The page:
11/19/07

OTTO PREMINGER: THE MAN WITH THE GOLDEN SKULL

ottopreminger

I'm reading an excellent new biography of the still controversial director and producer Otto Preminger, called "Otto Preminger; The Man Who Would Be King". (He didn't make that movie, by the way--John Huston did--and I'm not sure why the author, Foster Hirsch, chose that for the subtitle. I like my golden skull gag much more). Anyway, Preminger comes off in this book as an inexhaustible individual, constantly in motion setting up movies, buying "properties" and working with different writers often at night after a full days shooting of his current movie (all his shoots were, of course, tense and trouble-filled), and then going off and publicizing the finished films himself--going so far as to pick the exact theaters he wanted to show his films in in different cities, supervising the poster art, endlessly giving press conferences, throwing opening night parties etc. And then, when he wanted to relax, he'd stage a Broadway play...

The main thing you come away with is how tough--really TOUGH--old show-biz guys were. Sure there are wankers now like Michael Bay and Russell Crowe, but they come off as more petulant, spoiled. Preminger was a non-stop locomotive, constantly moving ahead, brushing past problems that would have stymied others, ending the blacklist with a single bold stroke (crediting Trumbo on "Exodus"--it wasn't Kirk Douglas and "Spartacus" which, in fact, came second), ending the production code in a similarly bold move (he simply asked himself "What's the big deal about not getting a seal of approval from the Church"? and released "The Moon Is Blue" without one...and, of course, made a fortune since the Church's disapproval of the material naturally enflamed moviegoers everywhere). Even his last, crapped out attempts at movies (the atrocious "Rosebud" has been turning up on cable of late and it truly must be seen to be believed) had to be admired for their vigorous globe-trotting, their far-reaching logistical ambitions for a filmmaker in his seventies. The book has made me want to re-see a few late Preminger's that I either haven't seen in years--"Such Good Friends" with Dyan Cannon I remember enjoying when I saw it cut up on tv in the early eighties but I haven't seen it turn up of late--or a few that I never saw to begin with. "Hurry Sundown" sounds like a good, square, late sixties historical epic and "Tell Me That You Love Me, Junie Moon" may well be quite underrated-Preminger seemed extremely proud of it even though it was a mega-flop when originally released. The wondrously strange "Skidoo" has been turning up at film festivals of late and a couple of clips of this meringue-flavored, "Laugh-In" era quasi musical comedy have been posted on youtube. Although I've always liked "Bojour Tristesse", I've never seen his "Saint Joan", his first outing with Jean Seberg. How lousy could it be? The black and white stills look awfully enticing and it's by George Bernard Shaw, for goddsake. But it doesn't seem to have any cable life at all.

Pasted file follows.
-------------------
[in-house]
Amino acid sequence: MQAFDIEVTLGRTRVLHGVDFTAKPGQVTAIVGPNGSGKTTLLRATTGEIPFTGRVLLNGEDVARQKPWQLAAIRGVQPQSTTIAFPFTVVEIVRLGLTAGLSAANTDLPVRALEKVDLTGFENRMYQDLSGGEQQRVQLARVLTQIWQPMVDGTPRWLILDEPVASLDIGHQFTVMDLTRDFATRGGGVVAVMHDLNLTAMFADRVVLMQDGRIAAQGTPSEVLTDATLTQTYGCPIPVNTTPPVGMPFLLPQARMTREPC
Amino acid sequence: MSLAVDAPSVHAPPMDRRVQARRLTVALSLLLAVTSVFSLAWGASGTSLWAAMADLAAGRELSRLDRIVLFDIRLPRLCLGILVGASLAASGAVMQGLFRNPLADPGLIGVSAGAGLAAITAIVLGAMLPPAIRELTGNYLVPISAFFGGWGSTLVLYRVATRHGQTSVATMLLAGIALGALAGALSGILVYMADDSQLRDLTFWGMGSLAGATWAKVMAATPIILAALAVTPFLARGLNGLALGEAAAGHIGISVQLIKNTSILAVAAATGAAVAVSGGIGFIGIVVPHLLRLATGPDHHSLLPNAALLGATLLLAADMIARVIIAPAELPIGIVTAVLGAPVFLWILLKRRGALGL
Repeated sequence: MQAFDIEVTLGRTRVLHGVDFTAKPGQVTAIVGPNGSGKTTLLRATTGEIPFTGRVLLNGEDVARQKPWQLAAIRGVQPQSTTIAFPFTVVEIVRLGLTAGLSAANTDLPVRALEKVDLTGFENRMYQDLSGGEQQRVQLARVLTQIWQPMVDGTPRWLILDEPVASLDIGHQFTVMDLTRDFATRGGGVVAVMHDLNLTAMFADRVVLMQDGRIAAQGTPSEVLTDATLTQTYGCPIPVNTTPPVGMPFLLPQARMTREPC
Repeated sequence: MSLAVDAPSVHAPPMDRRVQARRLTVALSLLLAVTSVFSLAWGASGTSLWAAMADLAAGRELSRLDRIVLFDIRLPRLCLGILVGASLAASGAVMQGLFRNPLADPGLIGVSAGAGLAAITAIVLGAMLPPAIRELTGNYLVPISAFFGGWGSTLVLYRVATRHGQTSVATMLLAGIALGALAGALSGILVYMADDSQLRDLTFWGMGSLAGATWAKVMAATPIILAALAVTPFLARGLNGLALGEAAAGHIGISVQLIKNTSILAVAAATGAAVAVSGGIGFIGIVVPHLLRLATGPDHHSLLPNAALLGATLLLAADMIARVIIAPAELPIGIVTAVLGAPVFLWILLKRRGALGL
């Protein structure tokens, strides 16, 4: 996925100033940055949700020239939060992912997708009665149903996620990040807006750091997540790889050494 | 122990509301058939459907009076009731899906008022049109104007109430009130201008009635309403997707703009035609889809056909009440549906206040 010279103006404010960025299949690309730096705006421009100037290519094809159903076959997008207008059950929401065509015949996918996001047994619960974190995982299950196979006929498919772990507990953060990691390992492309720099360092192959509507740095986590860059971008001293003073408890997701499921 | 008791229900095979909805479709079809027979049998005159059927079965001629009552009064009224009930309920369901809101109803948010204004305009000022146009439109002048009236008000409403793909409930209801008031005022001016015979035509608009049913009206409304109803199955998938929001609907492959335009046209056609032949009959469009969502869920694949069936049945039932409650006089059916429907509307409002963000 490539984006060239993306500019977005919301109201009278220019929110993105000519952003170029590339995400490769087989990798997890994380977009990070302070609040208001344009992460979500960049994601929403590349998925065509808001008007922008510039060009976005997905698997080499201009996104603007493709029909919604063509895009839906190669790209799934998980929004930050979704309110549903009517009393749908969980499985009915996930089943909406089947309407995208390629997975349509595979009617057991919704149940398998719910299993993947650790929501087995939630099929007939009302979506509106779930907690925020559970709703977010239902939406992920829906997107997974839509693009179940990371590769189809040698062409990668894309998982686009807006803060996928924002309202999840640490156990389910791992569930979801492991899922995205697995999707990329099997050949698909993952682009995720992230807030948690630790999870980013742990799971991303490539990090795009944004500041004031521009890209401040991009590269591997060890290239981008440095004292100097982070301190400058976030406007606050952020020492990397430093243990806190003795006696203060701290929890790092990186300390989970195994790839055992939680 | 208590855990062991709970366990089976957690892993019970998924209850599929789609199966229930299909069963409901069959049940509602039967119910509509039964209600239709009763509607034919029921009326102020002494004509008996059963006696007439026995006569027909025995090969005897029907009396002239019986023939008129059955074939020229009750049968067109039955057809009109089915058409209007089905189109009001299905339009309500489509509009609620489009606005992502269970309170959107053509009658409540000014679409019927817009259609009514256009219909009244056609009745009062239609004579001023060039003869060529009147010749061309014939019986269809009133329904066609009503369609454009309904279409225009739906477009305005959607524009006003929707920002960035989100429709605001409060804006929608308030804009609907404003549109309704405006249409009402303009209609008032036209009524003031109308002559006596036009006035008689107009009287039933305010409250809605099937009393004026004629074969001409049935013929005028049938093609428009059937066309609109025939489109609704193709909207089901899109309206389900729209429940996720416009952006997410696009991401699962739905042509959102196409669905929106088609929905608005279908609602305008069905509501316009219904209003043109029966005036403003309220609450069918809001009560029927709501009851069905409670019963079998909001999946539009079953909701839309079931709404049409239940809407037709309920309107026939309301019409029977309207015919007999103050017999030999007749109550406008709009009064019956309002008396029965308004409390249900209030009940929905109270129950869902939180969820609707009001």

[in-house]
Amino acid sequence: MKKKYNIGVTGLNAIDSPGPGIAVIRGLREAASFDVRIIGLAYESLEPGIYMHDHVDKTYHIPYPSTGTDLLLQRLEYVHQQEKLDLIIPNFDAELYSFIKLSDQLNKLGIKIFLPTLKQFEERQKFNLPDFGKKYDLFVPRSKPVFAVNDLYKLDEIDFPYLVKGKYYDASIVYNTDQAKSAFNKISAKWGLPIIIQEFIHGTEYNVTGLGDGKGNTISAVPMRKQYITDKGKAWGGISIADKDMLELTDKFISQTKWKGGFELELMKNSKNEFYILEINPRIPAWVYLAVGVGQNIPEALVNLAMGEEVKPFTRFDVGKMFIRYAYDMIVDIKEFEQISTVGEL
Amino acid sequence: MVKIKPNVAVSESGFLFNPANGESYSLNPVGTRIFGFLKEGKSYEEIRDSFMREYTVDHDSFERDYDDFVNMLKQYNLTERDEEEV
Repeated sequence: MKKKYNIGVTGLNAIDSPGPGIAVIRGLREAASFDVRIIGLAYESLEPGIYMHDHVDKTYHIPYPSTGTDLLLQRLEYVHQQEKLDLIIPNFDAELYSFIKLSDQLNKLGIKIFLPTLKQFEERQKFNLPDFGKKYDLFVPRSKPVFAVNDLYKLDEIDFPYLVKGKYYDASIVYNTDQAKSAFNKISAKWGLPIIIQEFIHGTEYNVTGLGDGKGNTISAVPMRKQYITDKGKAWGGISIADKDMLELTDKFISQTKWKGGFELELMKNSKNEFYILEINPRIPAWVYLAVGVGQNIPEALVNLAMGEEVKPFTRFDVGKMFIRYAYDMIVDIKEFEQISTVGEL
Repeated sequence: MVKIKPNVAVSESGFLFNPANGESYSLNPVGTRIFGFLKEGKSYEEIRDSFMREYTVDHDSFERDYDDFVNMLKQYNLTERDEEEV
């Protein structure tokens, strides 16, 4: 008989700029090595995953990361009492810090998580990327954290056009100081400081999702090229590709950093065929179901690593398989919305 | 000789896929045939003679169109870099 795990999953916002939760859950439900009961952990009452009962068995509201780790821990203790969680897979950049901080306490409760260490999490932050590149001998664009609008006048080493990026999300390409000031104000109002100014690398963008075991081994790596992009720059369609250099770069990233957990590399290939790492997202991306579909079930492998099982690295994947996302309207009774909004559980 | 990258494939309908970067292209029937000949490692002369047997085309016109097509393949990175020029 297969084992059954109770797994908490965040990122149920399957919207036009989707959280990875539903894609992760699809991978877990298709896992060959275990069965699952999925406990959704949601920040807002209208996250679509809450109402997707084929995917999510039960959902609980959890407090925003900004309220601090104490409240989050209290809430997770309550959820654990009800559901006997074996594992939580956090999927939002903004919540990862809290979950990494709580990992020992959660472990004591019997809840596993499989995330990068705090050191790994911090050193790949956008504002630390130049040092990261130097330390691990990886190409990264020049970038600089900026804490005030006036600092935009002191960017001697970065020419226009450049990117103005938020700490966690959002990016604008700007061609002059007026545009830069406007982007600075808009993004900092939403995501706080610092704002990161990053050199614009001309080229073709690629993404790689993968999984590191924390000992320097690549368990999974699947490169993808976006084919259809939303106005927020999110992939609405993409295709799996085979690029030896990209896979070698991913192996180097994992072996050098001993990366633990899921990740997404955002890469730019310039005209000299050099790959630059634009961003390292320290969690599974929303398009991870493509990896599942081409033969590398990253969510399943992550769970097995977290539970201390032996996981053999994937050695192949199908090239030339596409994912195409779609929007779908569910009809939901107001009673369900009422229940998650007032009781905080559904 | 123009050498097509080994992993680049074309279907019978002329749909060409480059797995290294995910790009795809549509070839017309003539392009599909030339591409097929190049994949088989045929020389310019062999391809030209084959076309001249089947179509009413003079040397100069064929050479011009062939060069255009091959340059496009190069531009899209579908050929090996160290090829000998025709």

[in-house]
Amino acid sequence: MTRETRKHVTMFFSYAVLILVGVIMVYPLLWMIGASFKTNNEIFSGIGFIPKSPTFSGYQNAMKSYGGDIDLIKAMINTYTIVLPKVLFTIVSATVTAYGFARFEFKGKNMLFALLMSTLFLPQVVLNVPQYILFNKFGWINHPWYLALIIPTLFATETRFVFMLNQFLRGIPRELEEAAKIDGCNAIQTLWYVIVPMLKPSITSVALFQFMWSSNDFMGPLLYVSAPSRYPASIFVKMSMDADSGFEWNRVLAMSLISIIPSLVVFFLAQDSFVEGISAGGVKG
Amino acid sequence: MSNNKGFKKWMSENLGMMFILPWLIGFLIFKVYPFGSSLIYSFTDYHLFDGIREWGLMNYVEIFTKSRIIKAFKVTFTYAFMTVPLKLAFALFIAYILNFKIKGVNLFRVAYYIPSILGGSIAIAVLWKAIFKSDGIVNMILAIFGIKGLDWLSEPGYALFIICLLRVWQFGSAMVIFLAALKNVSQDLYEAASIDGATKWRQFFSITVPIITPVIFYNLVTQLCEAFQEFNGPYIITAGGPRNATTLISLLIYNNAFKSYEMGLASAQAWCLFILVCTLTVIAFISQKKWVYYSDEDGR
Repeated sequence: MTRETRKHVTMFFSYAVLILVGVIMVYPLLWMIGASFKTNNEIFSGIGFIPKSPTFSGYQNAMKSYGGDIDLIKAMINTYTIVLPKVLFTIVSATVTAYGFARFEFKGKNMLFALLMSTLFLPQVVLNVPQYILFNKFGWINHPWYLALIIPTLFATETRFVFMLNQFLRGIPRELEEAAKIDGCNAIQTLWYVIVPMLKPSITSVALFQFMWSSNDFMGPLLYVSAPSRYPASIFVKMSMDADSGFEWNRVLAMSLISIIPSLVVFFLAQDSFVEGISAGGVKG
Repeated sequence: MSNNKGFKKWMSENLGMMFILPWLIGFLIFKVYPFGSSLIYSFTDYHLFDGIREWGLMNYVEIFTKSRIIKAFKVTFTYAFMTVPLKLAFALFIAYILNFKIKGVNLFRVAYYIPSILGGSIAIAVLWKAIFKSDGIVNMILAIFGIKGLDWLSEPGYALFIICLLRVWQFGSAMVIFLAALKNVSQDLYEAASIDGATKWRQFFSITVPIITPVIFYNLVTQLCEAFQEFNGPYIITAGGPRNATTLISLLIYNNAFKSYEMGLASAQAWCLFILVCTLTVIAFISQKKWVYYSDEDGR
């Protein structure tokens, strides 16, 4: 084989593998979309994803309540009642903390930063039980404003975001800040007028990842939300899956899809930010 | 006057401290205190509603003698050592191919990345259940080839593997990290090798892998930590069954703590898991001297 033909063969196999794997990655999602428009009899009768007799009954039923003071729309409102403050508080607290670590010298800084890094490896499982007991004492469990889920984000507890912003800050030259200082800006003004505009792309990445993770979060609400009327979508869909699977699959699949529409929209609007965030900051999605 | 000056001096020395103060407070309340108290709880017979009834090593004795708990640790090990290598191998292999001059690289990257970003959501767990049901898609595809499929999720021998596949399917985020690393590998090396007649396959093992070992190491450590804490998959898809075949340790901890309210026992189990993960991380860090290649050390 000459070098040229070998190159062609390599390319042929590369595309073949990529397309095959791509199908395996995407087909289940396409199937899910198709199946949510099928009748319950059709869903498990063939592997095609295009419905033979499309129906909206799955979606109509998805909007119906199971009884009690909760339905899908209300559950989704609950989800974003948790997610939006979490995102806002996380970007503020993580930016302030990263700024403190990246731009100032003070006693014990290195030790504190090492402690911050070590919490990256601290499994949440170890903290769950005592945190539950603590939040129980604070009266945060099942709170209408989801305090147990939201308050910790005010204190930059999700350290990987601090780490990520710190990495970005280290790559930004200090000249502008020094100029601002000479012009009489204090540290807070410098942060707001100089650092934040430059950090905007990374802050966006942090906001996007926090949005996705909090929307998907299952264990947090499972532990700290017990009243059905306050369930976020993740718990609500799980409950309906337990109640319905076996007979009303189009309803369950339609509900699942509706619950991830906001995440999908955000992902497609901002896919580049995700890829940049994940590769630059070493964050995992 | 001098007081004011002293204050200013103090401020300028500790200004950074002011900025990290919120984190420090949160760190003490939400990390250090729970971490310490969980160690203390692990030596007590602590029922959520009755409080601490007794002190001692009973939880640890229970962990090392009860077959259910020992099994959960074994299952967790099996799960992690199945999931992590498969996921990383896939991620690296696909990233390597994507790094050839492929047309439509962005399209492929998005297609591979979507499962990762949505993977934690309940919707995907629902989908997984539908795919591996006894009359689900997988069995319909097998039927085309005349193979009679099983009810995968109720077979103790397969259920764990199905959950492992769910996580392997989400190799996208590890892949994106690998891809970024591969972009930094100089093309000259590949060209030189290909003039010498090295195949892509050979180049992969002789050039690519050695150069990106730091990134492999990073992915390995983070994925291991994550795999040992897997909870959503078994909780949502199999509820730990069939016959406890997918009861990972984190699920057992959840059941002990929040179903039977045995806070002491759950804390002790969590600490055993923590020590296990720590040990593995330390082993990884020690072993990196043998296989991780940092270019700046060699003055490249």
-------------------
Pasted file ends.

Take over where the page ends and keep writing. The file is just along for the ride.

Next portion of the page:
Lets look at this very interesting interview with Preminger, shot in 1971, which incorporates some behind the scenes footage from "Such Good Friends" as well as a little interview footage of the great James Coco. This appears to be dailies for a projected television piece on Preminger. Was it ever made? Is there more raw footage of this nature? It's a great find and a one of kind look at this bizarre, riveting man.

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